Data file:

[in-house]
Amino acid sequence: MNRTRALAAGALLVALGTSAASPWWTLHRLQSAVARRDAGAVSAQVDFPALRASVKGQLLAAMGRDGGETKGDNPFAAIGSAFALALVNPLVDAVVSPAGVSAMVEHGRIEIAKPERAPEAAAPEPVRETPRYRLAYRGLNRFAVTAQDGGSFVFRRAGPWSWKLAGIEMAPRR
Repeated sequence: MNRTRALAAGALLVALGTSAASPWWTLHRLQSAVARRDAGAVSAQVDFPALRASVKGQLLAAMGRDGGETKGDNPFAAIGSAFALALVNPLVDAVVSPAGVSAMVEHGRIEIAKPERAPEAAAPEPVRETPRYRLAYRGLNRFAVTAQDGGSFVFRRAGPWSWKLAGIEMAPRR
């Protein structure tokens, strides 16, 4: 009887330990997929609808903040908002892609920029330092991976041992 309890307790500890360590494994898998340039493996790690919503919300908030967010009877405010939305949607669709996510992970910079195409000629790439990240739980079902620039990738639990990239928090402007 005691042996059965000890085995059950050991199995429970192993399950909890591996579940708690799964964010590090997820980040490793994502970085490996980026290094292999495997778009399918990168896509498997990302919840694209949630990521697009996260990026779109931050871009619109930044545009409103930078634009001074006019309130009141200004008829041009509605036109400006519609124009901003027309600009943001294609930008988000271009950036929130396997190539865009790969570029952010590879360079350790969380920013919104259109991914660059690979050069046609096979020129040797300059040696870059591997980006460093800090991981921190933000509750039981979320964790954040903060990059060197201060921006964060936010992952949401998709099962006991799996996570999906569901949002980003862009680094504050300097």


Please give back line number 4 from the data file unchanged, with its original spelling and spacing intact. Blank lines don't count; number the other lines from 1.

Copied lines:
């Protein structure tokens, strides 16, 4: 009887330990997929609808903040908002892609920029330092991976041992 309890307790500890360590494994898998340039493996790690919503919300908030967010009877405010939305949607669709996510992970910079195409000629790439990240739980079902620039990738639990990239928090402007 005691042996059965000890085995059950050991199995429970192993399950909890591996579940708690799964964010590090997820980040490793994502970085490996980026290094292999495997778009399918990168896509498997990302919840694209949630990521697009996260990026779109931050871009619109930044545009409103930078634009001074006019309130009141200004008829041009509605036109400006519609124009901003027309600009943001294609930008988000271009950036929130396997190539865009790969570029952010590879360079350790969380920013919104259109991914660059690979050069046609096979020129040797300059040696870059591997980006460093800090991981921190933000509750039981979320964790954040903060990059060197201060921006964060936010992952949401998709099962006991799996996570999906569901949002980003862009680094504050300097």